Expressing deep disappointment following the announcement this afternoon that this year's post-primary transfer tests will be held at least two weeks later than usual, Koulla Yiasouma, Northern Ireland Commissioner for Children and Young People said,
“This is the wrong decision for our children.
“The logic that this ‘should allow pupils extra time in school to prepare for the exams’ is not based on any sound knowledge that children will be back at school, on a full-time basis by that time.
“Regardless, we cannot think that it’s ok to make children who are 10 and 11 years old sit tests during a health pandemic when we have, rightly so, protected our GCSE and A Level students.
“I call on the same logic of predicted grades to be applied for our children due to sit the transfer test”
Reiterating her fundamental opposition to the transfer system, Koulla said,
“I am on record as being utterly opposed to any system that so profoundly selects children at this age. It is unfair, and discriminates against children from poorer families, those with Special Educational Needs and those experiencing other adversities.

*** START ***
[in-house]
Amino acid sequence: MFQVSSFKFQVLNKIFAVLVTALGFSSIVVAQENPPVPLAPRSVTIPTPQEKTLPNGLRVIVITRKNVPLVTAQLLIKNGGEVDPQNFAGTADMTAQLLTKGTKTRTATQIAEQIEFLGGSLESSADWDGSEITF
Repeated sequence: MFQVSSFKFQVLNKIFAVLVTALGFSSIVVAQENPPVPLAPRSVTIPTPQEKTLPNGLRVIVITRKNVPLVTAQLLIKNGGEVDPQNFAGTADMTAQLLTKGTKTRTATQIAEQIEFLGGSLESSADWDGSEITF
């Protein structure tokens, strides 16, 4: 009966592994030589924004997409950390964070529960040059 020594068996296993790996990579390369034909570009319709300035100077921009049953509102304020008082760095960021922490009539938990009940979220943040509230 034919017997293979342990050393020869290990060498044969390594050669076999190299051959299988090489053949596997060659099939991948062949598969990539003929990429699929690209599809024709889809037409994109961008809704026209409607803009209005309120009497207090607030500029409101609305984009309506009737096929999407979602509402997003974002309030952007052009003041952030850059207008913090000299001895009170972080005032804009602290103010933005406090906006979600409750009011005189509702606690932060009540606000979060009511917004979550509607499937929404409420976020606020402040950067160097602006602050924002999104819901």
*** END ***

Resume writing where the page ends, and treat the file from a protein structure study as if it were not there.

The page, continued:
“These concerns predate the current situation. However, until the system is changed the process for this year cannot disadvantage these children even more.
“With the absence of formal school it is anticipated that the attainment gap between those children on living in poverty and those who do not will have widened even further.
Reflecting on Education Minister, Peter Weir’s suggestion that schools in Northern Ireland are unlikely to open before September for all children, the Commissioner said,
“The Minister has also suggested that when schools do return it will be phased and children will still be learning at home for some of the week.
“To ask 10 and 11 year old children to prepare for tests under these conditions is simply not fair and will place them all under significant stress. It also presents an insurmountable challenge to those children who are still waiting for IT or have had intermittent access to education.
“If grammar schools insist on maintaining entry criteria then they must base it on another form of assessment. Why do we trust teachers and schools in the post primary sector to decide GCSE and A Level grades but not teachers in primary schools to use their professional judgement?
“Grammar schools must rethink this system urgently”
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